In a chance encounter, the tenant-neighbor explained to M that 'the dog became so depressed, we had to take the collar off.'

M&M worked with their board to devise an appropriate and civil process to eliminate the unwanted and disruptive noise. They developed a personal note for M&M to use, that advised the tenant-neighbor about the barking dog and how the noise disrupted both their work and their lives. (Personal attempts to remedy the differences.)

After the first day of slipping the note under the neighbor's door with no response, they slipped another note under the door, labeling it '#2'. Again, no response and continued barking. Thereafter and daily, M&M slipped notes #3 and #4 under the door, again with no response.

The next step was for M&M to document their personal efforts to mitigate the noise with their neighbor, with no resolution, and to request that the board notify the owner in writing, and include the fine schedule in place for noise violations. (Official board action taken after personal attempts fail.)

The letter to the owner produced zero results in barking reduction, but it did serve to begin building the fine amounts for the noise violation. After a period, the owner contacted the tenants and attempted to extract payment from them for the fines, which had accumulated. The tenants refused and moved out.

Before long, another small-barking-dog-loving tenant moved in, and on the first day as the barking began, M&M greeted the new tenants and spoke up about their concerns regarding the barking noise. The tenant agreed that it was unacceptable, and that their dog would calm down soon.

The next day, after the new tenant-neighbors left the dog alone, it began to bark. M&M went to work immediately, and notified the neighbor using note #1. Daily for the next three days -- with no reduction in the noise or response from them -- notes #2, ... and so forth were slipped under the neighbor's door.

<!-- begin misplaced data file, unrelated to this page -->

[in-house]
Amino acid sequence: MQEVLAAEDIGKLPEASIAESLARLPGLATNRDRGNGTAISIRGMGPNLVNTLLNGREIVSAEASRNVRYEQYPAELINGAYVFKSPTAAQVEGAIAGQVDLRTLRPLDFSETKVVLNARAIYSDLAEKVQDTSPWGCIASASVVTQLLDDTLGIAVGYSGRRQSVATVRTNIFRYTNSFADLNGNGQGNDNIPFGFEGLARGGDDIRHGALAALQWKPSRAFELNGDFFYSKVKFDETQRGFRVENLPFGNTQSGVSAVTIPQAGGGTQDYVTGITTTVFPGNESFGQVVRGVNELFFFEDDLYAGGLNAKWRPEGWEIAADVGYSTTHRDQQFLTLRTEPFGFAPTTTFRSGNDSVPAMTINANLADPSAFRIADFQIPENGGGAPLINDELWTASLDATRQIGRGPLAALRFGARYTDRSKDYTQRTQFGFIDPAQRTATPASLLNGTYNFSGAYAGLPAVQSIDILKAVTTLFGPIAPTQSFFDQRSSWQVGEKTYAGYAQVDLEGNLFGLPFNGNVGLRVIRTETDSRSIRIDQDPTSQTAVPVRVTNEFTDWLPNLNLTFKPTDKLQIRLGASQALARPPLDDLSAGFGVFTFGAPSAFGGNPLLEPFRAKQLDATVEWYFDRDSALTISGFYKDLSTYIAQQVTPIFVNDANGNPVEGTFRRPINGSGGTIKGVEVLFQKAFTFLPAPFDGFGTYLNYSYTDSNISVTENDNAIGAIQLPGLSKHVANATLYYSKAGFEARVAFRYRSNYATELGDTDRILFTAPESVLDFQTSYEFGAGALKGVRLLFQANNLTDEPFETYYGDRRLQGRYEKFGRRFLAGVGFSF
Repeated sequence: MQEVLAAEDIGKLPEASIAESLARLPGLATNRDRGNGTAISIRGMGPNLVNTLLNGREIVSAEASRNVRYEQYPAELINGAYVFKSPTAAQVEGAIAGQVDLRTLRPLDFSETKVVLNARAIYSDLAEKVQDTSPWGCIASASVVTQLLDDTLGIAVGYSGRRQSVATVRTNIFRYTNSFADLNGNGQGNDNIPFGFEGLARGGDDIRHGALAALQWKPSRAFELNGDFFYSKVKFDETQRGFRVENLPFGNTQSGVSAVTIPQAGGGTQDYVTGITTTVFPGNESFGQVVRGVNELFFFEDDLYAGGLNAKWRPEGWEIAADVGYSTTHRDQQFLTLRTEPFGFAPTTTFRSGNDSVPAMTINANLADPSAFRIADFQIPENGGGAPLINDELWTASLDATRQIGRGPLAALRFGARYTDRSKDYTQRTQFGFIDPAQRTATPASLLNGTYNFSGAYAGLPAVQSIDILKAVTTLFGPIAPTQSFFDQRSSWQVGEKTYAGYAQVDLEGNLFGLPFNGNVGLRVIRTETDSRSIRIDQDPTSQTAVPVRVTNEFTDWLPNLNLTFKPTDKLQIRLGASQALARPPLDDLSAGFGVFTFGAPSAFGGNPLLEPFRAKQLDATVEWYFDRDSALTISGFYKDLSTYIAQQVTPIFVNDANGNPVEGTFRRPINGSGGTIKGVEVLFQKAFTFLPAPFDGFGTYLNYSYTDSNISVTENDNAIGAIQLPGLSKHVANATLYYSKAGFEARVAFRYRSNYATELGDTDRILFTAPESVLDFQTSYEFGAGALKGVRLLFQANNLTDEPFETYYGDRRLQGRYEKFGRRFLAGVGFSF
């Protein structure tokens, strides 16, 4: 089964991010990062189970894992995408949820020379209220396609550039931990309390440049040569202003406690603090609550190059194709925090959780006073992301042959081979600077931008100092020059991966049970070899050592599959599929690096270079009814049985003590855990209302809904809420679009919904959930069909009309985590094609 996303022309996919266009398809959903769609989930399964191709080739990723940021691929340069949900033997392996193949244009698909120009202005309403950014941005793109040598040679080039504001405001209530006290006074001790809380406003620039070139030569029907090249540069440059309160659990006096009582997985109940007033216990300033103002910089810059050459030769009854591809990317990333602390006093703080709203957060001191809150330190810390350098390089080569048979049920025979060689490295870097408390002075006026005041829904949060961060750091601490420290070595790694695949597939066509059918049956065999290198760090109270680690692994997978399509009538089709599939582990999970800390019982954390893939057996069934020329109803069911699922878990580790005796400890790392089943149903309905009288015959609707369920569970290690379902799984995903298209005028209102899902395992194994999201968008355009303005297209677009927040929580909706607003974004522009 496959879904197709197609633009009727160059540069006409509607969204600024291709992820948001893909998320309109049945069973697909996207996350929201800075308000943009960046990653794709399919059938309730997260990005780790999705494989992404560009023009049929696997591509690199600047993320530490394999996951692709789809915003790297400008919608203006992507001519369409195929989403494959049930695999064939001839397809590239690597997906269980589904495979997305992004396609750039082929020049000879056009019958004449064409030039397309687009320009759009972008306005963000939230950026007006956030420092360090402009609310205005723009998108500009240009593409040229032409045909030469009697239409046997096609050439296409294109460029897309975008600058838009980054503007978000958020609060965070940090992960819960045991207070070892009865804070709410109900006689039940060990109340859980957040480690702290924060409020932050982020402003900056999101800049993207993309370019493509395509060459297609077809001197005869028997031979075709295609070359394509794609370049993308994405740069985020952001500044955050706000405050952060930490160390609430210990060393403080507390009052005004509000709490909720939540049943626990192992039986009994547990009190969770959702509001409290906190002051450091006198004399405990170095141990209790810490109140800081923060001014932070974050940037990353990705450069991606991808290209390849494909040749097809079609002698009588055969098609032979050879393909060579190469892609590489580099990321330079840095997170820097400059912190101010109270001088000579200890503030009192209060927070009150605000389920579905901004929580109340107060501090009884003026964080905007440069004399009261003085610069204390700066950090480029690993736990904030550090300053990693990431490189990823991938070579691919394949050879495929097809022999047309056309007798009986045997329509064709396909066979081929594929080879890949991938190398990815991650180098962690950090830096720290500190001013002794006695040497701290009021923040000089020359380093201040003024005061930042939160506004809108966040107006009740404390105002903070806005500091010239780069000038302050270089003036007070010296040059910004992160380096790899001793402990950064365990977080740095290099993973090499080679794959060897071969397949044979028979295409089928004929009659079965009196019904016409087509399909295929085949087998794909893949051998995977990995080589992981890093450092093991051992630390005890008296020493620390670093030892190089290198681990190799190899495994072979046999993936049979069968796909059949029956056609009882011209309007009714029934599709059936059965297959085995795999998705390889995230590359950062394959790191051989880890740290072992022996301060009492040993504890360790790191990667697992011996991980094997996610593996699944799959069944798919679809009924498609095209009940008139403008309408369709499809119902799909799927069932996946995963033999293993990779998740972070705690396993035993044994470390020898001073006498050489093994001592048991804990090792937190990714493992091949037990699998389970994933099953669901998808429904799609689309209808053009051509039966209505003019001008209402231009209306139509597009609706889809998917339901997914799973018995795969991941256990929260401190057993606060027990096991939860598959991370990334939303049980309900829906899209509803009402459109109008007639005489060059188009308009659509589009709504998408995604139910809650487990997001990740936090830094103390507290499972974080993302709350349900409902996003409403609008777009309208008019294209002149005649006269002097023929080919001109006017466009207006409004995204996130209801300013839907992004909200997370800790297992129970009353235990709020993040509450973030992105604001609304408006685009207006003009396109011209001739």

A board letter went out again to the owner, who contacted the tenants immediately and asked them to pay the fine and silence the dog.

Wind-up: The second dog has been adopted by the owner and taken out of the unit; the new tenant-neighbors have visitation rights with the dog; M&M enjoy the peace and quiet of their unit.

Empowered owners who understand their governing documents and work pro-actively and cooperatively with the board to guard their private enjoyment, provide us a great example for how to maintain civility and quiet harmony in a condominium community.

Thursday, February 17, 2011

How to Read Your Governing Documents

Governing documents? What in the world are they?

Oh, ya. Part of that stack of documents -- about six inches high -- that I signed at closing.


And so, too many buyers sign for their governing documents at closing and then never revisit them. This leads to questions like:
  • Why are my assessments so high?
  • Who picks up the garbage out on the lawn?
  • What happens if I don't pay my assessments?
  • Can I add a window where there isn't one?
  • My roof leaks -- where do I go for help?
  • Who pays to clean up my flooded unit?
Your condominium is your home. It's also part of a business: the business of running the association. As an owner, you are a member of the [business] association. You vote. You pay assessments to cover common expenses. When you buy your first condominium, your experience will be filled with these kinds of questions. When you buy subsequent condominiums, you know exactly what to look for in governing documents, based on your first condominium living experience.

If you're new at condominium ownership, be aware that your governing documents are filled with answers to these and other kinds of questions, too.

It will be easier to read your governing documents if you have a background in business, or acknowledge that the association is a business.